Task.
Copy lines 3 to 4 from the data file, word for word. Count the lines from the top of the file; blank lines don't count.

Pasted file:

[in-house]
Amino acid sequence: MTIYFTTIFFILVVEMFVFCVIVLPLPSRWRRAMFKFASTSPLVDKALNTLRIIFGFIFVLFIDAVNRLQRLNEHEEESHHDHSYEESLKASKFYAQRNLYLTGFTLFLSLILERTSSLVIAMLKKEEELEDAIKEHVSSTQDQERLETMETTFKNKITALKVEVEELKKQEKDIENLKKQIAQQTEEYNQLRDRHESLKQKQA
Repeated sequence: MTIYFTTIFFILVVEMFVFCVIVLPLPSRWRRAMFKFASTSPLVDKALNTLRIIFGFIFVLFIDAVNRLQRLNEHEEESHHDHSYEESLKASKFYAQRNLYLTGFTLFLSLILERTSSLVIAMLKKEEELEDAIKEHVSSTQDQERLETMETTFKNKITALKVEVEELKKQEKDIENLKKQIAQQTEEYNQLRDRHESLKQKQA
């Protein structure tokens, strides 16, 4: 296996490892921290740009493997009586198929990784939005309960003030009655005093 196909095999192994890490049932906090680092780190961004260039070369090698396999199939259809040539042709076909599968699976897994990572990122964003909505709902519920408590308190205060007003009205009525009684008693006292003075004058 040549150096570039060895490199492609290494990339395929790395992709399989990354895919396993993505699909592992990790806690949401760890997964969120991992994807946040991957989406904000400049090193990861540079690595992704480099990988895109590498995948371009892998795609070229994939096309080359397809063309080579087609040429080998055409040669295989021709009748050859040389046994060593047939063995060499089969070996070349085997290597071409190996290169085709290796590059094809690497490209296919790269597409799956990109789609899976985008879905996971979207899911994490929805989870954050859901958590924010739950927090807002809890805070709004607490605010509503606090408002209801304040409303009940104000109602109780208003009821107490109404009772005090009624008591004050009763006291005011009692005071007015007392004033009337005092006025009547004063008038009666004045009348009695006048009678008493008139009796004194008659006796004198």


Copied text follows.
Repeated sequence: MTIYFTTIFFILVVEMFVFCVIVLPLPSRWRRAMFKFASTSPLVDKALNTLRIIFGFIFVLFIDAVNRLQRLNEHEEESHHDHSYEESLKASKFYAQRNLYLTGFTLFLSLILERTSSLVIAMLKKEEELEDAIKEHVSSTQDQERLETMETTFKNKITALKVEVEELKKQEKDIENLKKQIAQQTEEYNQLRDRHESLKQKQA
């Protein structure tokens, strides 16, 4: 296996490892921290740009493997009586198929990784939005309960003030009655005093 196909095999192994890490049932906090680092780190961004260039070369090698396999199939259809040539042709076909599968699976897994990572990122964003909505709902519920408590308190205060007003009205009525009684008693006292003075004058 040549150096570039060895490199492609290494990339395929790395992709399989990354895919396993993505699909592992990790806690949401760890997964969120991992994807946040991957989406904000400049090193990861540079690595992704480099990988895109590498995948371009892998795609070229994939096309080359397809063309080579087609040429080998055409040669295989021709009748050859040389046994060593047939063995060499089969070996070349085997290597071409190996290169085709290796590059094809690497490209296919790269597409799956990109789609899976985008879905996971979207899911994490929805989870954050859901958590924010739950927090807002809890805070709004607490605010509503606090408002209801304040409303009940104000109602109780208003009821107490109404009772005090009624008591004050009763006291005011009692005071007015007392004033009337005092006025009547004063008038009666004045009348009695006048009678008493008139009796004194008659006796004198």